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An estimated thirty-six million Chinese men, women and children starved to death during China's Great Leap Forward in the late '50's and early '60's. One of the greatest tragedies of the twentieth century, the famine is poorly understood, and in China is still euphemistically referred to as the "three years of natural disaster." As a journalist with privileged access to official and unofficial sources, Yang Jisheng spent twenty years piecing together the events that led to mass nationwide starvation, including the death of his own father. Finding no natural causes, Yang lays the deaths at the feet of China's totalitarian system and the refusal of officials at every level to value human life over ideology and self-interest. Tombstoneis a testament to inhumanity and occasional heroism that pits collective memory against the historical amnesia imposed by those in power. Stunning in scale and arresting in its detailed account of the staggering human cost of this tragedy, Tombstoneis written both as a memorial to the lives lostan enduring tombstone in memory of the deadand in hopeful anticipation of the final demise of the totalitarian system. Ian Johnson, writing in The New York Review of Books, called the Chinese edition of Tombstone"groundbreaking...The most authoritative account of the great famine...One of the most important books to come out of China in recent years."
Yang Jisheng was born in 1940, joined the Communist Party in 1964, and worked for the Xinhua News Agency from January 1968 until his retirement in 2001. He is now a deputy editor at Yanhuang Chunqiu (Chronicles of History), an official journal that regularly skirts censorship with articles on controversial political topics. A leading liberal voice, he published the Chinese version of Tombstone in Hong Kong in May 2008. Eight editions have been issued since then.Yang Jisheng lives in Beijing with his wife and two children.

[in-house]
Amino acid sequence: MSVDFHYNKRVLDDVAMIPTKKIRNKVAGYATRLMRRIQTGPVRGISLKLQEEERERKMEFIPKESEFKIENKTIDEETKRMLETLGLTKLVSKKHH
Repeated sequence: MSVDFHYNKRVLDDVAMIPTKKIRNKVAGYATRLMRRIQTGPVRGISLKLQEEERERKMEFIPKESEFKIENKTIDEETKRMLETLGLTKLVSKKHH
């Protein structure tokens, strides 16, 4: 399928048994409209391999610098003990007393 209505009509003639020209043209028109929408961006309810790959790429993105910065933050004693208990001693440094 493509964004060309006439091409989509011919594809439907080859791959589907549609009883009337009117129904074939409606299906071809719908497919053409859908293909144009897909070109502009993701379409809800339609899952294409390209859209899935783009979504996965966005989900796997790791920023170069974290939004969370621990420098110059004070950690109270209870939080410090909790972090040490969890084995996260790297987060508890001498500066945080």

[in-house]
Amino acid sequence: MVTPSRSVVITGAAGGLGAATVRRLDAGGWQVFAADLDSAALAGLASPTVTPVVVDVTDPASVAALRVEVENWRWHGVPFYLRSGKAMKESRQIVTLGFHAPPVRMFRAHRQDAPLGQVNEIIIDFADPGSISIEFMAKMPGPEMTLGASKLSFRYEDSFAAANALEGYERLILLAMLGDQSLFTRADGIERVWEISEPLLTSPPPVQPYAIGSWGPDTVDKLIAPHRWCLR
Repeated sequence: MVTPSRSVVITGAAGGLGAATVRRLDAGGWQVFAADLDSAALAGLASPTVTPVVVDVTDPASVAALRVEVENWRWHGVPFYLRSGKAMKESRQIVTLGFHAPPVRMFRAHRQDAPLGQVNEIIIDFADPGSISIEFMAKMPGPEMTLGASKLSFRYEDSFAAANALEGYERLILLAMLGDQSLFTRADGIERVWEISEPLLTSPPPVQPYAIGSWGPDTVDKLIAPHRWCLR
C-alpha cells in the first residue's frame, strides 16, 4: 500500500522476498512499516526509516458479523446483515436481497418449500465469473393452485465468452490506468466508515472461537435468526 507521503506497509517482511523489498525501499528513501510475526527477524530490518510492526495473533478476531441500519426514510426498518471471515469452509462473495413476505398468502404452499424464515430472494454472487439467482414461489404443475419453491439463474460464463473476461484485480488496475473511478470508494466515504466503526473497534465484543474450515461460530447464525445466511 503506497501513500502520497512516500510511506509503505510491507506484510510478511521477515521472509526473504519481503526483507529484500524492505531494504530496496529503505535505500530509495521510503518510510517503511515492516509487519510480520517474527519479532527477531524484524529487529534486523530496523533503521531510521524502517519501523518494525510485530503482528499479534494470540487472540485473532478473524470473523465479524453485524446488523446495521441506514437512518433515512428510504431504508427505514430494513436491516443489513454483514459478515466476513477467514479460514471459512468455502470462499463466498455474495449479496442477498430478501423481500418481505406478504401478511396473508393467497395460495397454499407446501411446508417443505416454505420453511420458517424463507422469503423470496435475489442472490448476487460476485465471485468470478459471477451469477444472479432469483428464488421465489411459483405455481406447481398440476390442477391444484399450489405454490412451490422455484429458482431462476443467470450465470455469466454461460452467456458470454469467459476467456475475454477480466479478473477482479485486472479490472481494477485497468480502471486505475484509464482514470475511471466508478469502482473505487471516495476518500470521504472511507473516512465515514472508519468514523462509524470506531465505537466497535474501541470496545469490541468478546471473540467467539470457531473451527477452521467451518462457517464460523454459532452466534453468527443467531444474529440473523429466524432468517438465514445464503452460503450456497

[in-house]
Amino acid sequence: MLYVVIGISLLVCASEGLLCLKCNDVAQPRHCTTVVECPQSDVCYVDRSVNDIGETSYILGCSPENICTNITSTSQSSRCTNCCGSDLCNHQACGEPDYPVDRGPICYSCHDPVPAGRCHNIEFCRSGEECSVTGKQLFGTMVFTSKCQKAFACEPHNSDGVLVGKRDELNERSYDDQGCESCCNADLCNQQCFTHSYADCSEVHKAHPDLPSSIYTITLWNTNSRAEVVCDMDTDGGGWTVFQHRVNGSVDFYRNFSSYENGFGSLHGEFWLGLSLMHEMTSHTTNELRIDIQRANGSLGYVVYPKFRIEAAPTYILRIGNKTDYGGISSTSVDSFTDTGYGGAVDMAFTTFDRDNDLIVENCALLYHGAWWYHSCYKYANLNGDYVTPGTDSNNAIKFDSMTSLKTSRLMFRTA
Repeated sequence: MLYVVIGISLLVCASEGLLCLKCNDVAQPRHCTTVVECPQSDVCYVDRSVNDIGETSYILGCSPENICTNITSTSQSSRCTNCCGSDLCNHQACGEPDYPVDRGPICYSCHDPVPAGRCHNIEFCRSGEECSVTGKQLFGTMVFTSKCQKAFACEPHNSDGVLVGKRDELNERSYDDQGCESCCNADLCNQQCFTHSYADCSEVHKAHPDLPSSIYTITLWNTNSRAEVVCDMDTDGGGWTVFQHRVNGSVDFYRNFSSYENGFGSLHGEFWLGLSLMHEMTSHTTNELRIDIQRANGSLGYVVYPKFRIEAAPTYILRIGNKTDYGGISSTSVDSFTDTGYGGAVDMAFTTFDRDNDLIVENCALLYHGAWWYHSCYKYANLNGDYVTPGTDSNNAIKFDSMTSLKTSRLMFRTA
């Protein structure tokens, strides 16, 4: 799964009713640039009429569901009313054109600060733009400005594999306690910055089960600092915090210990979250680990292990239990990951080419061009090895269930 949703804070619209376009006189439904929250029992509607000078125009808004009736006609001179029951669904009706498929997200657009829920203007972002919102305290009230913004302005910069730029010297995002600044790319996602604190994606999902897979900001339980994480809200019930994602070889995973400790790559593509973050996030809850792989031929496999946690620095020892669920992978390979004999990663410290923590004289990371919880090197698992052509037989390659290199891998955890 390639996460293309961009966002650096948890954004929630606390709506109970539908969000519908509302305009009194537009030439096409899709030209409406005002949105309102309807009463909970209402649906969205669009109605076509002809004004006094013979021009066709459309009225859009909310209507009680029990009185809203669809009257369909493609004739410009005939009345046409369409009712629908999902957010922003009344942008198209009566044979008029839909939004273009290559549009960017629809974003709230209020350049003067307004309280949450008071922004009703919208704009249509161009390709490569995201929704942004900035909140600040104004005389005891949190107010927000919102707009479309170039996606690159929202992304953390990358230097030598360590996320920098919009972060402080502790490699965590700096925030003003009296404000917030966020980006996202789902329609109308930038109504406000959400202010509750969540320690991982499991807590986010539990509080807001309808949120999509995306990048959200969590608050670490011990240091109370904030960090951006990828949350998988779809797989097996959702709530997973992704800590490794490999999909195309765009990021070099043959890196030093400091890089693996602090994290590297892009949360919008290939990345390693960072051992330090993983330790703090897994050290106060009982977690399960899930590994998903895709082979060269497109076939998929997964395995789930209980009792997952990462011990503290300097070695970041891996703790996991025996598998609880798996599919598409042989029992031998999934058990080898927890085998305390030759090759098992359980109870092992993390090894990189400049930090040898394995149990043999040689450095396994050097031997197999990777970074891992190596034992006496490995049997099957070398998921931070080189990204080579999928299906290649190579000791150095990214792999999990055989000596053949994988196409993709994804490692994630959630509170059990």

Stacy Mosher learned Chinese in Hong Kong, where she lived for nearly 18 years. A long-time journalist, Mosher currently works as an editor and translator in Brooklyn.
Guo Jian is Professor of English at the University of Wisconsin-Whitewater. Originally trained in Chinese language and literature, Guo was on the Chinese faculty of Beijing Normal University until he came to the United States to study for his PhD in English in the mid-1980’s.
Table of Contents
“In 1989 hundreds, perhaps thousands, of Chinese died in the June Fourth massacre in Beijing, and within hours hundreds of millions of people around the world had seen images of it on their television screens. In the late 1950s, also in Communist China, roughly the inverse happened: thirty million or more died while the world, then and now, has hardly noticed. If the cause of the Great Famine had been a natural disaster, this double standard might be more understandable. But the causes, as Yang Jisheng shows in meticulous detail, were political. How can the world not look now?”—Perry Link, Chancellorial Chair for Innovative Teaching, Comparative Literature and Foreign Languages, University of California, Riverside
“Hard-hitting. . . It's a harrowing read, illuminating a historic watershed that's still too little known in the West.” —Publishers' Weekly
“Groundbreaking…The most authoritative account of the Great Famine…One of the most important books to come out of China in recent years.” —Ian Johnson, The New York Review of Books
“The most stellar example of retrospective writing on the Mao period from any Chinese pen or computer.” —Perry Link, Chancellorial Chair for Innovative Teaching, Comparative Literature and Foreign Languages, University of California, Riverside
“The first proper history of China's Great Famine.” —Anne Applebaum, The Washington Post
“A monumental work comparable to Solzhenitsyn's Nobel Prize-winning work The Gulag Archipelago.” —Xu Youyu, Chinese Academy of Social Science